by Wayne Yin
...and thus arose the need for a more generalized theory encompassing a "Universal Constructor" (UC) that would be able to handle such arbitrarily complex nanoscale design problems. Unlike the simple atom by atom nanotech constructors common today, a UC would combine millions upon millions of atoms in a parallel process that could produce materials or mechanisms of unmatched intricacy on a scale currently not possible even with the best nanoscale foundry.
One of the most obvious applications of a UC -- if its construction were ever practical -- would be the genetic manipulation of lifeforms at the atomic level to cure disease, correct congenial defects, or expand their capabilities in beneficial ways. Theoretically, if an "intelligent," real-time control program were developed for the UC, then autonomous, artificial nanoscale organisms could be assembled. Careful design could create organisms that might actually exist in "symbiosis" with other life.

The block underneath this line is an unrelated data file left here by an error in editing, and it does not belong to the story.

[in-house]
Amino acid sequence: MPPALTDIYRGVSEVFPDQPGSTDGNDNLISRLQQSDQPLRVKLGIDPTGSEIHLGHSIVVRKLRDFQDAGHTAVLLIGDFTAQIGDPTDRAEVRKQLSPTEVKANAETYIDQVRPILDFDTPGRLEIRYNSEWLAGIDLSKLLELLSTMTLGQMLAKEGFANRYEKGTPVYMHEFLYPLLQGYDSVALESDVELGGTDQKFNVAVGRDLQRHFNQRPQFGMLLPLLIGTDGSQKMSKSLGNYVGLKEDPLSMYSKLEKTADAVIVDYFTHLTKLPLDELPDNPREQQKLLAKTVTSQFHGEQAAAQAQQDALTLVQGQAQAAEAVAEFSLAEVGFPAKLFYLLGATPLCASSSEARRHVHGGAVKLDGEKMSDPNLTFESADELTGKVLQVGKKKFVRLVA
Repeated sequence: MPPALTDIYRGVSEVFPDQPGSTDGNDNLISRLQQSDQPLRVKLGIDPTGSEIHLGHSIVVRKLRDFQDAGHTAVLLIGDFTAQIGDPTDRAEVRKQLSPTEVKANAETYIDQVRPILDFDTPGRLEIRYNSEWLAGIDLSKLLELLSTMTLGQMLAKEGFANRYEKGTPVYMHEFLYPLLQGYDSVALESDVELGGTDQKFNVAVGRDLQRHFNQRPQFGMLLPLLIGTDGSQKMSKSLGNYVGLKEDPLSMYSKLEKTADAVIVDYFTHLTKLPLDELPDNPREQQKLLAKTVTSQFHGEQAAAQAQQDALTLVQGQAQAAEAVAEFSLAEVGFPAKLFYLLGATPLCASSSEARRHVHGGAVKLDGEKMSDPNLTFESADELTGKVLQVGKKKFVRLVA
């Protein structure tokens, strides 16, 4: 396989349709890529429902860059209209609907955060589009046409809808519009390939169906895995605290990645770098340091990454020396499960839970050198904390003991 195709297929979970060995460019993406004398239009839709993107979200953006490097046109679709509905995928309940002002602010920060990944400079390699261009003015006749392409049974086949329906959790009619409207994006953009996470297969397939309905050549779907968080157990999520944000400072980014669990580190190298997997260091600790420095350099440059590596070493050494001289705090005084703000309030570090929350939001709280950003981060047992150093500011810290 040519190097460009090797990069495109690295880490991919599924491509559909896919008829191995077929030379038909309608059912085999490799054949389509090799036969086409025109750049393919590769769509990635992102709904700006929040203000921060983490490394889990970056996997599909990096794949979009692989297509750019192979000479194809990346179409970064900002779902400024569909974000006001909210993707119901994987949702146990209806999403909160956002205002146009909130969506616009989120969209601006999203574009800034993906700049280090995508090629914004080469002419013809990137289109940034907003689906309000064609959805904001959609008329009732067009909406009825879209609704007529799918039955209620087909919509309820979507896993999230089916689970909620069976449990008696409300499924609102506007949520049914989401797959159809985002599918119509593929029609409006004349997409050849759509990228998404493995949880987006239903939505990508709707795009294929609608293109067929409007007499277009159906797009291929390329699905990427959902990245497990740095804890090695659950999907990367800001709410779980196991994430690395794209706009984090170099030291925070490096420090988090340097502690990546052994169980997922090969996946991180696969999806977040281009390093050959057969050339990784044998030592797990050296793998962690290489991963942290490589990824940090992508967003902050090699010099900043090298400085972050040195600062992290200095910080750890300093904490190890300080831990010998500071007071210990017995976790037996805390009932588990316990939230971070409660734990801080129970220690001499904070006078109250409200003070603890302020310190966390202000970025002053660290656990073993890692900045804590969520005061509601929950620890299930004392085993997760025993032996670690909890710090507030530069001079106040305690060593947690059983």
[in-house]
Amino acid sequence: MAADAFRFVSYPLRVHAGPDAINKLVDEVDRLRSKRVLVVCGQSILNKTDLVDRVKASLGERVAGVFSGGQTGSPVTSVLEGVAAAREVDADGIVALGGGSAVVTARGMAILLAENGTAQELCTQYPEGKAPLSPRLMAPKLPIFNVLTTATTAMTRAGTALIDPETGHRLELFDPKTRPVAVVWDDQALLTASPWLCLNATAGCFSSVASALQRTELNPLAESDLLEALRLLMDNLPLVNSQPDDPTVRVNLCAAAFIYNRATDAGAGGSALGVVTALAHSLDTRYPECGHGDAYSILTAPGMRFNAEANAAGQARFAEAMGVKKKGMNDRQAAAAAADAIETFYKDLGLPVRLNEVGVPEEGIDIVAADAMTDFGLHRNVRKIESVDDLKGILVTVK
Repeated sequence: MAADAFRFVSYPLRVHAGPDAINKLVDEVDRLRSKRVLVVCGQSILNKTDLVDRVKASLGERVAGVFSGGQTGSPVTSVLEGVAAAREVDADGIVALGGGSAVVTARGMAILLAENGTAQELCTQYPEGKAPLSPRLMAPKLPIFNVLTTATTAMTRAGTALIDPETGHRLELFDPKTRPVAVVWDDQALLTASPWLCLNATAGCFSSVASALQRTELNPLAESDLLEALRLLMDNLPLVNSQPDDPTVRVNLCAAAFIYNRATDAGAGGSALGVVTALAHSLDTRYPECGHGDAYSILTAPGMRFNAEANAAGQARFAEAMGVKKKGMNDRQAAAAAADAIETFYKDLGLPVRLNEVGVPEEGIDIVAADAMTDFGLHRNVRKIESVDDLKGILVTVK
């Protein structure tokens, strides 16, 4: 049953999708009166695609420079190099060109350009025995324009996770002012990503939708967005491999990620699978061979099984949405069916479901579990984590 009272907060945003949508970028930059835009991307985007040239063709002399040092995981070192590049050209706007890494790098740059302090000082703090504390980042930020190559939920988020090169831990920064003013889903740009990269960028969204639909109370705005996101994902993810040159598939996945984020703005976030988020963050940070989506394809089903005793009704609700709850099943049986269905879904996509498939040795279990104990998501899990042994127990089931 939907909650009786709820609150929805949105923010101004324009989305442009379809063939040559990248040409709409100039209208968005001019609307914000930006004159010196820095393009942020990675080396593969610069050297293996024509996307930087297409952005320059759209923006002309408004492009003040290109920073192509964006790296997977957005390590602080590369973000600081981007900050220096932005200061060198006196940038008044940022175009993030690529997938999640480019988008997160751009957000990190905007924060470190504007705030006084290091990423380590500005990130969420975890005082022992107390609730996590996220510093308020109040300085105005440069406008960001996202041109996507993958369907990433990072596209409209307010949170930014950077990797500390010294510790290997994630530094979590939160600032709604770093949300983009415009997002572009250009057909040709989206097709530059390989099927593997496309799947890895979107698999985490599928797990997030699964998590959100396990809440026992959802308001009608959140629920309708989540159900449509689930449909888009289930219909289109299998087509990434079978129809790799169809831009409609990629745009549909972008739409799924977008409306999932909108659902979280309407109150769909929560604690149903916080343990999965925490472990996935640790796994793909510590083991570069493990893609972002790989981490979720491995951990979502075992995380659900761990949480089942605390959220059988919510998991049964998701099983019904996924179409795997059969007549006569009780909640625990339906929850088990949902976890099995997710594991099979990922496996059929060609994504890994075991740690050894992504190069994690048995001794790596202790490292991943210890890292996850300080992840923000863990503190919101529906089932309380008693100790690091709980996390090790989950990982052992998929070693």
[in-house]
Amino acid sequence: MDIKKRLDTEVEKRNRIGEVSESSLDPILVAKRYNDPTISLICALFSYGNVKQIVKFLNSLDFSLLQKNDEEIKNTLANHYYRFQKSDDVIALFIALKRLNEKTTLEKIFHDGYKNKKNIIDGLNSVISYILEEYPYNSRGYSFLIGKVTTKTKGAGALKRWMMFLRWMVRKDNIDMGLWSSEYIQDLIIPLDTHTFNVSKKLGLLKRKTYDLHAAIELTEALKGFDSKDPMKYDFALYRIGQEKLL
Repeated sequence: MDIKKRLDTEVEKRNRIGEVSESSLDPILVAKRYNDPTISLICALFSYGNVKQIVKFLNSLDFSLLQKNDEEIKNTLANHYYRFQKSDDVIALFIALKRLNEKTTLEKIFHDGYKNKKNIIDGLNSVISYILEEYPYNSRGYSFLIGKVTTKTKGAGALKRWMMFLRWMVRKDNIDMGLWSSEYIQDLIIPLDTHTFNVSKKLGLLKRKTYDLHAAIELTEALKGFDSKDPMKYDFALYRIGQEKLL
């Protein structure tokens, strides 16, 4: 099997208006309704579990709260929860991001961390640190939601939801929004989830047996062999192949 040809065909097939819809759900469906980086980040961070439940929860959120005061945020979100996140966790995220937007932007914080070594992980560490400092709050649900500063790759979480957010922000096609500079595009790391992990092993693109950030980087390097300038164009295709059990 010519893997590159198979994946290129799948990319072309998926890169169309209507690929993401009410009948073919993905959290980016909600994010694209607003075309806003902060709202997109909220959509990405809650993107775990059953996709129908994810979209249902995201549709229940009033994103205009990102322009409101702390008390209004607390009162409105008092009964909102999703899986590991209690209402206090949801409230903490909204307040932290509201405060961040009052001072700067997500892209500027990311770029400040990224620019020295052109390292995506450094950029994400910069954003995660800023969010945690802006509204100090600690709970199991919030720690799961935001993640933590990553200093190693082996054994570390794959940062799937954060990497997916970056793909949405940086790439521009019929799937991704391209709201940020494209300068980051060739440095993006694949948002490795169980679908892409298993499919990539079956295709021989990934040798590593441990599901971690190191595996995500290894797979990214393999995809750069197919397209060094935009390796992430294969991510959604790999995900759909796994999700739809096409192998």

However, a UC also creates the tangible threat of a "grey goo" scenario: the design of an organism that is so evolutionarily advanced as to overwhelm the current ecosystem...